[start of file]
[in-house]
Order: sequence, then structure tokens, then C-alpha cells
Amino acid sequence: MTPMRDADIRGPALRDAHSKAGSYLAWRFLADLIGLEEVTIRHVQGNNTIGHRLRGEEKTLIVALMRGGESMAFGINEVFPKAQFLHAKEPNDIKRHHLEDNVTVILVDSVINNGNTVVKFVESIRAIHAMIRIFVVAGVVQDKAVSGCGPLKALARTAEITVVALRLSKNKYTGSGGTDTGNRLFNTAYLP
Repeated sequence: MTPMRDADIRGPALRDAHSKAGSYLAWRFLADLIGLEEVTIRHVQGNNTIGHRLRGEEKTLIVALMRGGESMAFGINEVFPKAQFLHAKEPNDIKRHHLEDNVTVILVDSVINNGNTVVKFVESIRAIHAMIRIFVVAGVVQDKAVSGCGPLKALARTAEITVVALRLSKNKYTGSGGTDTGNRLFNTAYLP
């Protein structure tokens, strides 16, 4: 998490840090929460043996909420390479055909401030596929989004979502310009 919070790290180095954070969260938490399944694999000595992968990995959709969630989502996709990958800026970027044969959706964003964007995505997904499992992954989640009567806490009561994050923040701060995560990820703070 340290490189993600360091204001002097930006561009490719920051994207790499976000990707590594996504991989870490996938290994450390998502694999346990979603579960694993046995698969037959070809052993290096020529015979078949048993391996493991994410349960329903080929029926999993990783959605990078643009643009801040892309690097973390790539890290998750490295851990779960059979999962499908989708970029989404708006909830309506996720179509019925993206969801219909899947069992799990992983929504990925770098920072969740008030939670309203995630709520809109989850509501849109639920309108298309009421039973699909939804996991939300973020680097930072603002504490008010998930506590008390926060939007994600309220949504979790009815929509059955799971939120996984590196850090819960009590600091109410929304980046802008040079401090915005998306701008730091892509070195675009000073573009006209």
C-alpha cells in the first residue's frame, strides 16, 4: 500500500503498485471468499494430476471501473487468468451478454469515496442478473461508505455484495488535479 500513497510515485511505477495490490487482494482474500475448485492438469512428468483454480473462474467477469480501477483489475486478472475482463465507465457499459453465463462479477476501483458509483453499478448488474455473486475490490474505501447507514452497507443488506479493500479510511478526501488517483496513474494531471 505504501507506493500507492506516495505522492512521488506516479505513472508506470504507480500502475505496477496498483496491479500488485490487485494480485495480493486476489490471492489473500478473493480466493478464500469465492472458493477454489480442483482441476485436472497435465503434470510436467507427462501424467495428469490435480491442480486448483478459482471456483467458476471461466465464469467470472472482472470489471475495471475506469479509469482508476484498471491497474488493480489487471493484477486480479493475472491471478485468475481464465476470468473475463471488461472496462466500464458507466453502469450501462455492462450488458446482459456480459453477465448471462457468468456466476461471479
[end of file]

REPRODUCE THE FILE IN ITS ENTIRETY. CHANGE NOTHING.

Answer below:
[in-house]
Order: sequence, then structure tokens, then C-alpha cells
Amino acid sequence: MTPMRDADIRGPALRDAHSKAGSYLAWRFLADLIGLEEVTIRHVQGNNTIGHRLRGEEKTLIVALMRGGESMAFGINEVFPKAQFLHAKEPNDIKRHHLEDNVTVILVDSVINNGNTVVKFVESIRAIHAMIRIFVVAGVVQDKAVSGCGPLKALARTAEITVVALRLSKNKYTGSGGTDTGNRLFNTAYLP
Repeated sequence: MTPMRDADIRGPALRDAHSKAGSYLAWRFLADLIGLEEVTIRHVQGNNTIGHRLRGEEKTLIVALMRGGESMAFGINEVFPKAQFLHAKEPNDIKRHHLEDNVTVILVDSVINNGNTVVKFVESIRAIHAMIRIFVVAGVVQDKAVSGCGPLKALARTAEITVVALRLSKNKYTGSGGTDTGNRLFNTAYLP
């Protein structure tokens, strides 16, 4: 998490840090929460043996909420390479055909401030596929989004979502310009 919070790290180095954070969260938490399944694999000595992968990995959709969630989502996709990958800026970027044969959706964003964007995505997904499992992954989640009567806490009561994050923040701060995560990820703070 340290490189993600360091204001002097930006561009490719920051994207790499976000990707590594996504991989870490996938290994450390998502694999346990979603579960694993046995698969037959070809052993290096020529015979078949048993391996493991994410349960329903080929029926999993990783959605990078643009643009801040892309690097973390790539890290998750490295851990779960059979999962499908989708970029989404708006909830309506996720179509019925993206969801219909899947069992799990992983929504990925770098920072969740008030939670309203995630709520809109989850509501849109639920309108298309009421039973699909939804996991939300973020680097930072603002504490008010998930506590008390926060939007994600309220949504979790009815929509059955799971939120996984590196850090819960009590600091109410929304980046802008040079401090915005998306701008730091892509070195675009000073573009006209």
C-alpha cells in the first residue's frame, strides 16, 4: 500500500503498485471468499494430476471501473487468468451478454469515496442478473461508505455484495488535479 500513497510515485511505477495490490487482494482474500475448485492438469512428468483454480473462474467477469480501477483489475486478472475482463465507465457499459453465463462479477476501483458509483453499478448488474455473486475490490474505501447507514452497507443488506479493500479510511478526501488517483496513474494531471 505504501507506493500507492506516495505522492512521488506516479505513472508506470504507480500502475505496477496498483496491479500488485490487485494480485495480493486476489490471492489473500478473493480466493478464500469465492472458493477454489480442483482441476485436472497435465503434470510436467507427462501424467495428469490435480491442480486448483478459482471456483467458476471461466465464469467470472472482472470489471475495471475506469479509469482508476484498471491497474488493480489487471493484477486480479493475472491471478485468475481464465476470468473475463471488461472496462466500464458507466453502469450501462455492462450488458446482459456480459453477465448471462457468468456466476461471479